Our Friend: The Vagus Nerve - Legacy Physical Therapy
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Our Friend: The Vagus Nerve

our friend vagus

The vagus nerve plays a huge role in our body. If you ever wondered why taking a deep breath, stretching or getting hugged by a friend can create that sense of calm or comfort, the answer is: our vagus nerve! 

  • The vagus nerve is one of the 12 cranial nerves. 
  • These nerves sprawl out from our brain into many areas of our body.
  • The Vagus Nerve is the longest, largest and most complex of our cranial nerves.

 Current research shows vagus nerve activity can impact things like migraines, inflammatory bowel disease, depression, epilepsy, arthritis, and many other common ailments. 

The vagus nerve is the main nerve “in charge” of the parasympathetic nervous system. This part of our nervous system controls the body’s ability to relax or have a relaxation response. Having increased vagal nerve activity counteracts the body’s stress response. A comprehensive review study in 2016 found heightened vagus nerve activity slows down heart rate and decreases inflammation. Research shows that many common medical conditions that are made worse by stress or inflammation, can be reduced by vagal nerve stimulation. 

There are actually several ways that the vagus nerve can be stimulated. For more involved diagnoses and treatment options, the Vagus Nerve can be treated with the use of electrical stimulation, either via an implanted or an external device. However there are several much more easy ways to activate the vagus nerve without a device or implant.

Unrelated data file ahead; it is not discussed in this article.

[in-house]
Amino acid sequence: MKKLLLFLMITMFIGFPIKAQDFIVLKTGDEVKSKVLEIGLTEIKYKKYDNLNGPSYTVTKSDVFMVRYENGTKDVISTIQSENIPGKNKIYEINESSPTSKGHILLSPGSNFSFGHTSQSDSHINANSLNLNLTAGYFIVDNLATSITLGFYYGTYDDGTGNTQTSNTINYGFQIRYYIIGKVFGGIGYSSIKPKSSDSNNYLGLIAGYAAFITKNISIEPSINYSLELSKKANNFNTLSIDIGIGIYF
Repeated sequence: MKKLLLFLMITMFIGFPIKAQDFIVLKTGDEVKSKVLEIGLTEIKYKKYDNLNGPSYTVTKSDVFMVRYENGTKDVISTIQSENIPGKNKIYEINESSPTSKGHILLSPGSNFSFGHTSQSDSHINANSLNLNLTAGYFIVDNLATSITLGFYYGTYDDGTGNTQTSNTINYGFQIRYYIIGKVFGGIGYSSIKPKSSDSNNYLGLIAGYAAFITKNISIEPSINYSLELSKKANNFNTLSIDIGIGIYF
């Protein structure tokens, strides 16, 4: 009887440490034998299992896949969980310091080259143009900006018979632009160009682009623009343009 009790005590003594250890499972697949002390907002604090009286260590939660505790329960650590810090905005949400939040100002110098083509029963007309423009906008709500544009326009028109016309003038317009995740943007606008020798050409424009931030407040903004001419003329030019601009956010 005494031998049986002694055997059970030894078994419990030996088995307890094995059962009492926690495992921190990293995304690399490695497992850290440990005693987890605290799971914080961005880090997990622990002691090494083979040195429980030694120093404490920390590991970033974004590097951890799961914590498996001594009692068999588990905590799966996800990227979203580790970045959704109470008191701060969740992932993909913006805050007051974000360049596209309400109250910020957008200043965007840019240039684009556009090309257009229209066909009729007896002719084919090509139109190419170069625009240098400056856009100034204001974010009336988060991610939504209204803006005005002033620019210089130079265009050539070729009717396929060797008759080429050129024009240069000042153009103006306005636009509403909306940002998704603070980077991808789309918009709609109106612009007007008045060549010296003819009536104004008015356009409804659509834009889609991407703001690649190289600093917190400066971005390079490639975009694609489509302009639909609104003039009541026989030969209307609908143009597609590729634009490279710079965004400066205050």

Deep massage, yoga, taking slow deep breaths, meditation, having a strong hug or pressure across the body, or any other activity that you find relaxing have all been shown to increase vagal nerve activity in the body. On the flip side, stress and anxiety has been shown to be associated with depressed or decreased vagal nerve activity. 

Here are some ways you can start to increase vagal nerve activity: 

  1. Take 10 deep breaths, a couple of times a day. Big slow deep breaths 
  2. Try to use an App, like the “Calm” App to help you do guided meditation 
  3. Hold a prolonged stretch 
  4. Perform a deep pressure massage, a light massage is not going to be enough to stimulate the vagus nerve  

If you tried some of the these activities to increase your vagal tone but feel like you need more assistance with relieving your pelvic floor symptoms, don’t hesitate to reach out to us to talk to a pelvic floor physical therapist.